1. I commiserate. Tonight I went to the Beer Store and asked for my normal 24 Carling and 8 cans of Creemore Spring. They told me there was no Creemore in stock. Unfortunately this happens, but I walk 20 years and go to the LCBO. I went there and couldn’t find it there apart from something that say ‘Creemore Premium Lager’, but the label is different and it comes in a pack of 12. I ask the portly lady with a mustache and she tells me it is a new can and new packaging. now this is the problem, I work for 5 days, I drink one can of Creemore a night and there are 7 days in a week. That means that my Friday, which happens on a Tuesday, I drink, two cans of Creemore and on Wednesday, I go and replenish the stocks. so now with a case of 12 I am fu**ed. In closing, I should say I drink vast quantities of craft beer as well. I was told by another LCBO staff that they want to standardize to 12 cans. That is progress for you.

  2. It is a sad day indeed. As long as they don’t get rid of the dark I may not drive up to Collingwood to protest but a loss of a great beer indeed.

  3. The reason I heard from a member of production staff is that they’ve had some struggles making ML consistently up to their quality standards and have looked at every possible variable to fix it. Instead of just shrugging and putting out a product that they aren’t confident in 100% of the time, they’re pulling it back and will continue to work on it behind the scenes so that one day it may return to its current glory. This sounds like a better idea than having a ML champion like you receive some bad cans and start talking about how the quality has gone downhill.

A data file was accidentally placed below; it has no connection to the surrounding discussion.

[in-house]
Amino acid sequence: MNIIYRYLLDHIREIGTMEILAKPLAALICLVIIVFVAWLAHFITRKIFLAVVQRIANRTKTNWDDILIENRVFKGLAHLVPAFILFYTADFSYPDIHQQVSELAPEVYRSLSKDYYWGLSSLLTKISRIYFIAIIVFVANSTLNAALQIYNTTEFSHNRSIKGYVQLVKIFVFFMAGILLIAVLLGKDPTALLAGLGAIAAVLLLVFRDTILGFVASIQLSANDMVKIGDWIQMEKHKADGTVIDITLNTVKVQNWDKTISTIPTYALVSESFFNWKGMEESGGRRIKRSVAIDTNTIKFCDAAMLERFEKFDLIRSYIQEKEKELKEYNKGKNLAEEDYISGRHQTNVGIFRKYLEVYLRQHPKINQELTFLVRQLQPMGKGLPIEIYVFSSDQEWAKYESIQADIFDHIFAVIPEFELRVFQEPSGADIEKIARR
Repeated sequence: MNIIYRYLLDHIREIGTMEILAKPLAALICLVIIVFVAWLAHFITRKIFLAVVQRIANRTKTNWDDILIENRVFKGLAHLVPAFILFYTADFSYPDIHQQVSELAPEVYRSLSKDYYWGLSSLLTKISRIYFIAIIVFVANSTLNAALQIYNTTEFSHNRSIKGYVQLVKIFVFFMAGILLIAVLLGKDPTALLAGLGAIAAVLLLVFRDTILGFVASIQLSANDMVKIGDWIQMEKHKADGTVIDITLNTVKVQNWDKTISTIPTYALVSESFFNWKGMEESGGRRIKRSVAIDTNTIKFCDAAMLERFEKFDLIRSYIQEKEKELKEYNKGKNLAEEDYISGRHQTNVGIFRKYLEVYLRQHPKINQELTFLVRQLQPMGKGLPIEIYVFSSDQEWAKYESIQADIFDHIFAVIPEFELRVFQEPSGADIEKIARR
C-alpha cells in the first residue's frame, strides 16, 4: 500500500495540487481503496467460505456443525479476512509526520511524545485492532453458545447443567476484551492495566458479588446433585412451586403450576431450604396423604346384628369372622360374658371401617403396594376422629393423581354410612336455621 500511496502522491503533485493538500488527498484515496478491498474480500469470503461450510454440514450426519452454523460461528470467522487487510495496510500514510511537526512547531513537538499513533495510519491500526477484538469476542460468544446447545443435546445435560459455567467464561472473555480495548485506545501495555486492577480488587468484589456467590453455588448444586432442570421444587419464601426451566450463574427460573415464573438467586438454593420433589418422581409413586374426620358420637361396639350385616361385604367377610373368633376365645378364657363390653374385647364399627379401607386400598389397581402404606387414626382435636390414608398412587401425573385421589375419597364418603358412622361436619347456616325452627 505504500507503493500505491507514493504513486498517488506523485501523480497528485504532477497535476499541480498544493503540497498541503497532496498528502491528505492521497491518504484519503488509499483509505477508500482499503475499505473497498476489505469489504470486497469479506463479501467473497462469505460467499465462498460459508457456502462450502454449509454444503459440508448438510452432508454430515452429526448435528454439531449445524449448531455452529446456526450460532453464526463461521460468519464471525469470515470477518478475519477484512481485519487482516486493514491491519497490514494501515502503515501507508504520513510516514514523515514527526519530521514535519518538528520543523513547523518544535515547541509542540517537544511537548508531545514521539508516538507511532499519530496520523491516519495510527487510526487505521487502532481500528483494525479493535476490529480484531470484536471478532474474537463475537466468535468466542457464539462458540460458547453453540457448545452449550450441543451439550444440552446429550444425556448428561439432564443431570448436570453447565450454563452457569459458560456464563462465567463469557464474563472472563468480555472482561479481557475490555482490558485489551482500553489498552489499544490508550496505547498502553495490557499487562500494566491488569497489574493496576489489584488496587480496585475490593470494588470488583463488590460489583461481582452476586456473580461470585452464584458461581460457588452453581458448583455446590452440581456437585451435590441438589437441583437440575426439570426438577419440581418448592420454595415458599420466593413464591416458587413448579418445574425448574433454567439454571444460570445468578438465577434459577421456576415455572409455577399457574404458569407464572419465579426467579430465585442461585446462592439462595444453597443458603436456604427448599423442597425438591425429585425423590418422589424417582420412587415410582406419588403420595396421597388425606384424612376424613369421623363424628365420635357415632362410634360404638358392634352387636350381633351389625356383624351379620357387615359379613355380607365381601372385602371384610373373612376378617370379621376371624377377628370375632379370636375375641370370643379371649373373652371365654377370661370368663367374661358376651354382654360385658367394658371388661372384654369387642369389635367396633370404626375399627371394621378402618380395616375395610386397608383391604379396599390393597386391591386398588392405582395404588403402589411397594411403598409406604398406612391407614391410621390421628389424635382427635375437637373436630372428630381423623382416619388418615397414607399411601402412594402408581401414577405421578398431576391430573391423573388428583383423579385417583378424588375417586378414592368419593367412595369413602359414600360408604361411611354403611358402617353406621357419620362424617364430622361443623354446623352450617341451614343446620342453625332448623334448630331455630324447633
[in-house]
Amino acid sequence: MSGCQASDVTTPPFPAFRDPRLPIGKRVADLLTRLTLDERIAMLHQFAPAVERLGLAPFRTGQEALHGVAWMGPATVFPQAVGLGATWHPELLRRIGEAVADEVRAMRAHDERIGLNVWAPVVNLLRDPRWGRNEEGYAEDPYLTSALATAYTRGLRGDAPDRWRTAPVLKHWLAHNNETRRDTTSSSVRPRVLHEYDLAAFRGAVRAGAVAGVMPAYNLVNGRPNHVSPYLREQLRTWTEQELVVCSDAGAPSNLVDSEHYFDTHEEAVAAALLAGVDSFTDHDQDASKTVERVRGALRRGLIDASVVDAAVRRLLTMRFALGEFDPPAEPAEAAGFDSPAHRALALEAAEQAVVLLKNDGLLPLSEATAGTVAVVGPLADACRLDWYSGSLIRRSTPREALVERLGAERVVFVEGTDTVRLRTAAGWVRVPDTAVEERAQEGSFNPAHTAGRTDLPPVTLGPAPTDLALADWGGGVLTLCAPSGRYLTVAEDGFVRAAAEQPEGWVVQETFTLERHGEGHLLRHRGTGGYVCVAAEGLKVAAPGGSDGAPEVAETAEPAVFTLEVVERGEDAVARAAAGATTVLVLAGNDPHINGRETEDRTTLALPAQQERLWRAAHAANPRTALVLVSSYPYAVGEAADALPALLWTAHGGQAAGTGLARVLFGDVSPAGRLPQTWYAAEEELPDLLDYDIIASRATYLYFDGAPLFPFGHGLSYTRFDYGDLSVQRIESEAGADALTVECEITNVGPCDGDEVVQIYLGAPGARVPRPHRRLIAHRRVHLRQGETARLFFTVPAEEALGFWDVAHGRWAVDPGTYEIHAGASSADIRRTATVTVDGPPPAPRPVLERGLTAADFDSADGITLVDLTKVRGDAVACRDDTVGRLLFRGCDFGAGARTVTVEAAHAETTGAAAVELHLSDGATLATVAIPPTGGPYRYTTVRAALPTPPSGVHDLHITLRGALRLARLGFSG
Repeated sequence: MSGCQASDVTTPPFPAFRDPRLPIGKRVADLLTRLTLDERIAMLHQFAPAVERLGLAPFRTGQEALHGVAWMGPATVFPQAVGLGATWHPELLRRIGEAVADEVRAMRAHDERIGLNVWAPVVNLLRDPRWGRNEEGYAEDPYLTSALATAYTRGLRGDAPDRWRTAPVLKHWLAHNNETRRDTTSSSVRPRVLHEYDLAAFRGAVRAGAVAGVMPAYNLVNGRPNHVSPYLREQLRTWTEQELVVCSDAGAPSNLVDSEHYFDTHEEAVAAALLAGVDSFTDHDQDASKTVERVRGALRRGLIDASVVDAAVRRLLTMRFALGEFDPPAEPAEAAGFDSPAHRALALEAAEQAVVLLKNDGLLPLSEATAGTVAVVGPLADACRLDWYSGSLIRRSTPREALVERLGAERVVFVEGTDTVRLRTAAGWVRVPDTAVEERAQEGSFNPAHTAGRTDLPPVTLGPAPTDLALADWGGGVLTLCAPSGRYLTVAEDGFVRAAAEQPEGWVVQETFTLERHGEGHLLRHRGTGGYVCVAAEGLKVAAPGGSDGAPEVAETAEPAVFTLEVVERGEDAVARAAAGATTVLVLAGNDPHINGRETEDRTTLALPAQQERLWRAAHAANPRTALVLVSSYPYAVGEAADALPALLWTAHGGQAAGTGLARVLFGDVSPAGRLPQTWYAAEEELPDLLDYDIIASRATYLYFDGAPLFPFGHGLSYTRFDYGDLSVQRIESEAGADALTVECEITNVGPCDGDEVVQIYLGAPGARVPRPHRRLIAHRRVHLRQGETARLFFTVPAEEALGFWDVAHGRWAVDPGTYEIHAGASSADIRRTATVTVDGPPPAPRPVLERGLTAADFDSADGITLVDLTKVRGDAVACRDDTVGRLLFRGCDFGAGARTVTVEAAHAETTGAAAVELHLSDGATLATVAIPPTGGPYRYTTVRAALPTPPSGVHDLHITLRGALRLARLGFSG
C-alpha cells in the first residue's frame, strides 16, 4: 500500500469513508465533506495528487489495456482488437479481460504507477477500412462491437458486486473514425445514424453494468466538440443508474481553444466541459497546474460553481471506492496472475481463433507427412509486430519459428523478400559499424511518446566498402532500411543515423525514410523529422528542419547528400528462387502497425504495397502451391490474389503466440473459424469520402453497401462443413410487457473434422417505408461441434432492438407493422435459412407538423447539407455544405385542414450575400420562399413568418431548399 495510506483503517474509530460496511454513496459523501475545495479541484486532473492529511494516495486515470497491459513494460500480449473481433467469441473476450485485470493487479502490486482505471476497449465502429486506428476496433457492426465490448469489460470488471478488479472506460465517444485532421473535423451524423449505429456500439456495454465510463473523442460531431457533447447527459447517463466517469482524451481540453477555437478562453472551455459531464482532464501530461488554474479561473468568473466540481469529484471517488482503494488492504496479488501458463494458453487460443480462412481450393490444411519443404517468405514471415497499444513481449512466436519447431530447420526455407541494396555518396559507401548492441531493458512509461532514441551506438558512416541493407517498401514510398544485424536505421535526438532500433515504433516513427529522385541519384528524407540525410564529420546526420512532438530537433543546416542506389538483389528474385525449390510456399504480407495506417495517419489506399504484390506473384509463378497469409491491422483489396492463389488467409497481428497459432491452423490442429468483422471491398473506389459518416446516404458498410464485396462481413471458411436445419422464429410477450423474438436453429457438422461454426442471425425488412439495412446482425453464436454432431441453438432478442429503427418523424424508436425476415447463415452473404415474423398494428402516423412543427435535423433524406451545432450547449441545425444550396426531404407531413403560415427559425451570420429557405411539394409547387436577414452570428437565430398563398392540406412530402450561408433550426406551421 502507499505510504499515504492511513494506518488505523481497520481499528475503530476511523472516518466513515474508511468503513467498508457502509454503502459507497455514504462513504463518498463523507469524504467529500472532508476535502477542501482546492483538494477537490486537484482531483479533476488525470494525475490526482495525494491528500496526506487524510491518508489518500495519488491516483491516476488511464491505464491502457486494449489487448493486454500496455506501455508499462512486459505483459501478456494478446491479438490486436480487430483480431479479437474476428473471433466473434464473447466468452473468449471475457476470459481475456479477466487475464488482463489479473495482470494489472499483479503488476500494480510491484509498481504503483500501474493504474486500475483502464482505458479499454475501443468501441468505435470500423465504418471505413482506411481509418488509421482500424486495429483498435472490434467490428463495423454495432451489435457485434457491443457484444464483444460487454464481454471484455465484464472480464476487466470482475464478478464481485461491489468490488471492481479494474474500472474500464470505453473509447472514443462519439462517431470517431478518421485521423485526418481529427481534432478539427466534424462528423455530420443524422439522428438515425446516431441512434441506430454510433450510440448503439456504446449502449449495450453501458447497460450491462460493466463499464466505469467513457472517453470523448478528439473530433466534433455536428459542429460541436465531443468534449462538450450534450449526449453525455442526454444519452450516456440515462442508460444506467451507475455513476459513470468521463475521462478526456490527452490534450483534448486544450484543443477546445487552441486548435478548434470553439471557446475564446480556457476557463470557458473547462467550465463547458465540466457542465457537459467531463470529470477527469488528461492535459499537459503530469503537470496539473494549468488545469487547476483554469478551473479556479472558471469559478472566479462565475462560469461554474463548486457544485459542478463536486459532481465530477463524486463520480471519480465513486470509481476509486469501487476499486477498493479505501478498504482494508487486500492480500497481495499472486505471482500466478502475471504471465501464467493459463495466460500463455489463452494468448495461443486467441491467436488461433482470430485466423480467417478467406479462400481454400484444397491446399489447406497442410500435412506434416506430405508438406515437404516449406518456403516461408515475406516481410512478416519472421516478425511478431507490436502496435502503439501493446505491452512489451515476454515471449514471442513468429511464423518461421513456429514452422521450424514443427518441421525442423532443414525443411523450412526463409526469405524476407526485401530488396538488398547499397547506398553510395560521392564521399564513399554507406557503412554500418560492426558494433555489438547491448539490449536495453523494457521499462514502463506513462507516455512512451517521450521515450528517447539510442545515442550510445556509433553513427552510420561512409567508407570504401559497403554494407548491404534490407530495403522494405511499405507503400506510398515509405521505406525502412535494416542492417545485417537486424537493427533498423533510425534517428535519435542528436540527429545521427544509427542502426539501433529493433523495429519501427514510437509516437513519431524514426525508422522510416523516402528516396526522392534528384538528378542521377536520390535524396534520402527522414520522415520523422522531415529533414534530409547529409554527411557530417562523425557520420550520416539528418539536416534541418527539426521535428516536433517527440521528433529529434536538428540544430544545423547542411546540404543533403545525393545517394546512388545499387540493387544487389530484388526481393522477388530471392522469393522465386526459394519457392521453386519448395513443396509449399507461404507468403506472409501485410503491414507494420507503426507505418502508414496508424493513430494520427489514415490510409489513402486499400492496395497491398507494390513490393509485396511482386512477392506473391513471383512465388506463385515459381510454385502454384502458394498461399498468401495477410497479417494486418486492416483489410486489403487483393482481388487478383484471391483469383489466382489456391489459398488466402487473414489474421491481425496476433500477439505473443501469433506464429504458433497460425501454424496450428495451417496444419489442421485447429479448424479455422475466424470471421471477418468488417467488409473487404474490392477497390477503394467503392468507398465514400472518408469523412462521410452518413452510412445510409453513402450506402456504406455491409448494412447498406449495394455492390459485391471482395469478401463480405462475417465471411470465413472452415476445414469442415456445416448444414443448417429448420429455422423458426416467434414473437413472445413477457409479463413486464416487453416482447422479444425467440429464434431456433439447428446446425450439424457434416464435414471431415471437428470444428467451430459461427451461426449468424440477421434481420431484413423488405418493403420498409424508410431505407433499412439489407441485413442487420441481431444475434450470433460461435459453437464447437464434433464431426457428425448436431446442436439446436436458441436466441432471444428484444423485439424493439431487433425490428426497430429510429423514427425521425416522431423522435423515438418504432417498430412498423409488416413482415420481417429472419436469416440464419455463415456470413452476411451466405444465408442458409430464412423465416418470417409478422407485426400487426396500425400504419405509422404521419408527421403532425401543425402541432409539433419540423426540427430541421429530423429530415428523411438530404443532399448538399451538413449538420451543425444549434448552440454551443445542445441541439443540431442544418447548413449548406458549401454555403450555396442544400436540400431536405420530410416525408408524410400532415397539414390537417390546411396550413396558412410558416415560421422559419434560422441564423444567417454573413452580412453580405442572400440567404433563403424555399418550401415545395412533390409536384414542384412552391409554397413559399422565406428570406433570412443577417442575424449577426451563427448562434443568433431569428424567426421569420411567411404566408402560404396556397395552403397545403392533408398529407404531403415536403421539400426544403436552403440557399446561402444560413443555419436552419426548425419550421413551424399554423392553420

They’ve also added a former Molson guy as an Ops Manager, which could explain the profile on the new lager.

    1. Thanks for that insight. That sounds consistent with their brewers’ QA standards. You’ll recall Michael and the brewing team recalled Side Launch Wheat that was “souring.”

  4. I bought singles of Creemore, newly branded, at the LCBO three days ago, so the store you’re shopping at is full of shit.

    Also the new branding sucks.

    1. I can buy singles John, but I like a sealed pack of 8 for the ease of transporting them home and when empty back to the Beer Store. As it was, I bought an open case of 12. I don’t like the new branding either and when Molson bought Creemore as a ‘boutique premium craft beer’ They said nothing would change. Mad and Noisy, a Lot 9 is still in 8s.

      1. While I appreciate your multiple comments, I’m not sure it’s possible for me to convey to you how little I care about Molson’s packaging changes for Creemore.